Motivation is an important component of a manager's role in managing the performance of his or her subordinates. Motivation and ability (aptitude, training, and resources) are the two necessary factors for achieving individual, team or organizational goals. Motivation is what drives subordinates to want to work towards desired outcomes and, given the ability, is what will get them there.
There are two fundamental categories of motivation: intrinsic and extrinsic.
Intrinsic motivation means employees are motivated by the work itself. It comes when employees enjoy the work they are doing, enjoy the people they are working with, and/or are having fun while doing it. It also comes when employees believe the work they are doing is meaningful, and they feel a connection with the desired outcome (such as if they feel their goal is important or, even more so, if they feel they are the only ones able to achieve it). To be intrinsically motivated, employees must also feel that they are empowered with the resources, support, information and aptitude to achieve their goals. Intrinsic motivation is shown to increase job satisfaction.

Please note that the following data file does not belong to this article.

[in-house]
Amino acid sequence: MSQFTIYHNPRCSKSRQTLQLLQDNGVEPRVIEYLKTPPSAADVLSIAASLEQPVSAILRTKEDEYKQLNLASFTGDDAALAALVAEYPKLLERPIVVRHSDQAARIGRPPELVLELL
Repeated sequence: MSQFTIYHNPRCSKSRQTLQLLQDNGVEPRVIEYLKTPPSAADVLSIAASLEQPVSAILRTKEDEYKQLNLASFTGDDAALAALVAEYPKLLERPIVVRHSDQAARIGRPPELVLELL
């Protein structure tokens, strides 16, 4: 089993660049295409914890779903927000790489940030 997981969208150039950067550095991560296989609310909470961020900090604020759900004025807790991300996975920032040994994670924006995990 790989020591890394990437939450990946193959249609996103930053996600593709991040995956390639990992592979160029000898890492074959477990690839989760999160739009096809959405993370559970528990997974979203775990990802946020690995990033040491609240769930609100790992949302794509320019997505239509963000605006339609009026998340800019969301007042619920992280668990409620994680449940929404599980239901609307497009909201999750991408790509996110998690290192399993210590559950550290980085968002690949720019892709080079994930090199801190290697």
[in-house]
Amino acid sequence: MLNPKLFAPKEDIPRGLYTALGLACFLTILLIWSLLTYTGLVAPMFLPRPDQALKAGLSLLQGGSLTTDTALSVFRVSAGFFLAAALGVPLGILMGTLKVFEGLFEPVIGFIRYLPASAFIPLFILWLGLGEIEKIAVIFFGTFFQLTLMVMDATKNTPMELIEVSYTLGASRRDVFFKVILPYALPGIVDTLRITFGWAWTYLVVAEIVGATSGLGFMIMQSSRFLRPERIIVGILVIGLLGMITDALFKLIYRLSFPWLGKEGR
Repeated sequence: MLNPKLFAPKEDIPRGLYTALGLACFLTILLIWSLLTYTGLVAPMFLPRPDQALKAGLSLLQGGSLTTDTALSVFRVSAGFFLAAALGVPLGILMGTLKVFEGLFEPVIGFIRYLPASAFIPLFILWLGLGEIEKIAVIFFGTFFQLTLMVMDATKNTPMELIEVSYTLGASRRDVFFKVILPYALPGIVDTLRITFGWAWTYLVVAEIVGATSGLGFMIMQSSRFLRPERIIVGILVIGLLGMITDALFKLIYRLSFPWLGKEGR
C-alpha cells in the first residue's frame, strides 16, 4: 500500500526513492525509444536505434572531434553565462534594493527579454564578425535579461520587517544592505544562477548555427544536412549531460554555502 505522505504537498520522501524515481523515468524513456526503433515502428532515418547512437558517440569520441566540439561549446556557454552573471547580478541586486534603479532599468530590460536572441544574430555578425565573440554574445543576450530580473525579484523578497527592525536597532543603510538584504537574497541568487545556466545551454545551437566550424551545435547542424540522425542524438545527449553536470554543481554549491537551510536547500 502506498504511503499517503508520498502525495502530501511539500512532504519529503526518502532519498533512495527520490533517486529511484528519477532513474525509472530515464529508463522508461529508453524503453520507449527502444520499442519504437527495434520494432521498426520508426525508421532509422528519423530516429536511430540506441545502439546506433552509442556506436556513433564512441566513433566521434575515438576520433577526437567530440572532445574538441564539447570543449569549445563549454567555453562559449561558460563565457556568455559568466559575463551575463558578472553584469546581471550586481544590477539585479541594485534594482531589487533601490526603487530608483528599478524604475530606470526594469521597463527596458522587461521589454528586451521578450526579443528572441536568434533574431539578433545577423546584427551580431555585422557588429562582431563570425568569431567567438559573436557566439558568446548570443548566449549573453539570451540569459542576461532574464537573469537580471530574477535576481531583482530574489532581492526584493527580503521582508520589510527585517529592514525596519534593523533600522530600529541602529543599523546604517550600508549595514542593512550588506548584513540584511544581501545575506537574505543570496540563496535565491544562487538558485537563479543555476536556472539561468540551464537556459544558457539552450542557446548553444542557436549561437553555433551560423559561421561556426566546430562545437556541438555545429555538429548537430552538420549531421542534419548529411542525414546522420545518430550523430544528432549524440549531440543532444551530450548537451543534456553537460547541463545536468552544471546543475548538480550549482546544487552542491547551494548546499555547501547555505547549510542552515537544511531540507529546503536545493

Extrinsic motivation involves punishment or rewards based on the outcome of an employee's work. For example, bonuses or public recognition are seen as extrinsic motivators. Interestingly, the presence of extrinsic motivation tends to have an opposite effect on a person’s intrinsic motivation. For example, studies show that when a child is given a reward for painting a picture, they spend less time playing with their arts and crafts toys and enjoy painting less. Conversely, when a child is punished when they play with a certain toy, they view the toy as more desirable to play with.
In addition to these two broad categories, many comprehensive theories of motivation are applicable in business. These include Attribution Theory, Equity Theory, Maslow’s Hierarchy of Needs, Expectancy Theory and Herzberg’s Two-Factor Theory. Significant research in these areas suggests that employees do not look at work as merely a way to make money. Many view their jobs as fundamental to achieving higher needs such as esteem and self-actualization. As a result, relative factors, such as equality between employees, is important for job satisfaction. Similarly, this reinforces the notion that intrinsic motivation has a much more significant correlation with job satisfaction then extrinsic motivation.